01.04.2019 Natural Health

Protecting the prostate

Olivier Lejus explores the function and foibles of the prostate gland.

When we consider the amount of maltreatment the male body casually absorbs on a regular basis, it is an incredibly resilient piece of machinery. Unfortunately, by the time it reaches its midlife, the accumulated years of neglect and abuse begin to take their toll, and the negative effects often occur in the most unlikely places.

The prostate gland is a male reproductive organ, roughly the size of a walnut located in the lower abdomen at the base of the bladder.

Its gland produces a fluid, which protects and feeds the sperm. A thin little tube called the urethra allows the semen and urine to flow from the prostate gland, or the bladder, out of the penis during the process of ejaculation or urination.

The prostate undergoes a first growth spurt from the rise of sex hormones in the testicles when a boy reaches puberty. Later, for still unknown reasons, a second growth spurt occurs when a man is in his thirties, and it slowly continues for the next four decades.

The prostate gland is a quiet achiever, doing its job unnoticed until a man reaches middle age. By then, the gradual expansion of the prostate gland tissue against the urethra often begins to affect the excretion of urine from the penis.

Many men now discover that, as they’ve become older, urination doesn’t flow as easily as it used to.

They find it more difficult to fully empty their bladder, so they need to go to the toilet more often. The construction of the urethra can sometimes cause urinary infection and, in some cases, a very serious medical condition called acute urinary retention, when urination becomes impossible.

A urinary flow test, which measures the difference between the amount of water ingested and urinated, will often be prescribed to assess the level of restriction, and a surgical procedure conducted to remove the excess tissue if required.

The good news is than an enlarged prostate doesn’t always cause urinary problems, and urinary symptoms don’t in most cases cause prostate cancer.

It is a slow developing form of cancer, which leaves men totally unaware of being affected for many years. Unfortunately, the early symptoms of prostate cancer (increasing difficulties starting urination in men over 50, inability to fully empty the bladder) are very similar to prostate enlargement disorder. However, as a general rule, experiencing bone and back pain, loss of appetite, pain in the testicles, blood in the urine or semen and unexplained weight loss should be warning signs that a visit to your GP is urgently required.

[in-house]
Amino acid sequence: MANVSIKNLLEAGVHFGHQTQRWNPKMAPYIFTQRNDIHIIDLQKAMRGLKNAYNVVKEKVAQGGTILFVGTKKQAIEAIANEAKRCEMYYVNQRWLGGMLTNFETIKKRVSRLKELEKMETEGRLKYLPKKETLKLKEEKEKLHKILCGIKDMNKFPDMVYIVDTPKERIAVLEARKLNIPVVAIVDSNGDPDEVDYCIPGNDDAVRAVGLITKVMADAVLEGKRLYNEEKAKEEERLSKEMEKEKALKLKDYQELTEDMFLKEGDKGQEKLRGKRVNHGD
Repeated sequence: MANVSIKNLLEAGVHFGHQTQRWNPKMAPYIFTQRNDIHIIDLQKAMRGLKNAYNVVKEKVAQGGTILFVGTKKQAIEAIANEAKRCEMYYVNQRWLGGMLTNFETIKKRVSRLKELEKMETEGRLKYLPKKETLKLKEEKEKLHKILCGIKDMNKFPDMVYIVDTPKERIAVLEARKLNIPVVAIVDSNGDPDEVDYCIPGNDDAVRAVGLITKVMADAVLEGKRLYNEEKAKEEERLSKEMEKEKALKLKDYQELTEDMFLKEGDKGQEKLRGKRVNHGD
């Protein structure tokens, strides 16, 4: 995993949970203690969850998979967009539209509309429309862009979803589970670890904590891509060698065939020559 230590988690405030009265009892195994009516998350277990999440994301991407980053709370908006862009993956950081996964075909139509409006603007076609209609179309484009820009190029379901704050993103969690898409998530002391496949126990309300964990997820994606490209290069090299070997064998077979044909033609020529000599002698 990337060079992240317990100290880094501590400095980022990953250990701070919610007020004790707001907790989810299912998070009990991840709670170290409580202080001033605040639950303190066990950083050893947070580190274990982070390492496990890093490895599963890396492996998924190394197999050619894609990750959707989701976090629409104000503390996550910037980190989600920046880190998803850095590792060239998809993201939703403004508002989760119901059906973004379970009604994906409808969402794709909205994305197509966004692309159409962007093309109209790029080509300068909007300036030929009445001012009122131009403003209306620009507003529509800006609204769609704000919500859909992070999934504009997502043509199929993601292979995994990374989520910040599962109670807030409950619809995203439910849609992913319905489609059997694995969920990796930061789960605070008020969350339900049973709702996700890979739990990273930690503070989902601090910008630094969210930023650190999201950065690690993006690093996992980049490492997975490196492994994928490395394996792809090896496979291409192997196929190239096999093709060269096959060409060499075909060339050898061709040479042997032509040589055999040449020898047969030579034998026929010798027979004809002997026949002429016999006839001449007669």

Prostate cancer is the most common cause of cancer in men in the UK. It is more frequent in men from African ethnic backgrounds, and rarely seen in the Asian male population.

We still don’t know what causes it, except that obesity increases the potential risks of contracting it.

Diagnosing prostate cancer has long been a very difficult process, and it still remains a controversial topic in the medical community.This is mainly due to the fact that Prostate Specific Antigen level (PSA) testing can be quite unreliable. This test often gives false positive results, which suggest the presence of a cancer, when there is none. Also, in 15% of cases, men with prostate cancer don’t show any elevated PSA levels.

In addition, while the testing can reveal aggressive forms of cancer that need to be taken care of urgently, it can also detect slow growing cancer pathology that will never cause any problems, or have any effects on the lifespan of the patient. This is a huge issue since prostate surgery is a very delicate procedure with potential risks of long-term incontinence and erectile dysfunction.

While treating prostate cancer in the early stages can have some benefits, due to the risks of side effects many men often decide to delay treatment until it is absolutely necessary.

Now men are offered an MRI scan to avoid unnecessary biopsy, but according to the British National Health Service website “more research is needed to determine whether the possible benefits of a screening programme would outweigh the harms of overdiagnosis”.

Can diet reduce the risk of contacting prostate cancer?

Definitely! The Cancer Prevention Study has demonstrated that men with a body mass index (BMI) greater than 32.5 kg/m2 are 35% more likely to die of prostate cancer than men whose BMI is less than 25. It has also been recorded that since the recent introduction of a more “Western” diet in Japan, there has been a significant increase in the rate of prostate cancer in the local population.

Once again, it seems that excess consumption of saturated fats in our diet is one of the main causative factors.

Several studies have shown that increasing the intake of fruits and vegetables, which are rich in antioxidants, and eating less meat, can help prevent cancer.

Considering that most overweight men with prostate cancer die from cardiovascular disease first, making dietary changes to reduce obesity, heart disease and diabetes would be a very good first step.

In addition, a gradual increase in aerobic exercise should definitely be a priority.

Olivier Lejus

Olivier Lejus BHSc.MHSc. is a registered acupuncturist and Chinese herbalist practising in Sydney. A former casual university lecturer and tutor in Oriental medicine with over 15 years experience in clinical practice, Olivier specialises in Japanese- style acupuncture for the treatment of male and female infertility, migraine, pain, and insomnia.www.olejusacupuncture.com


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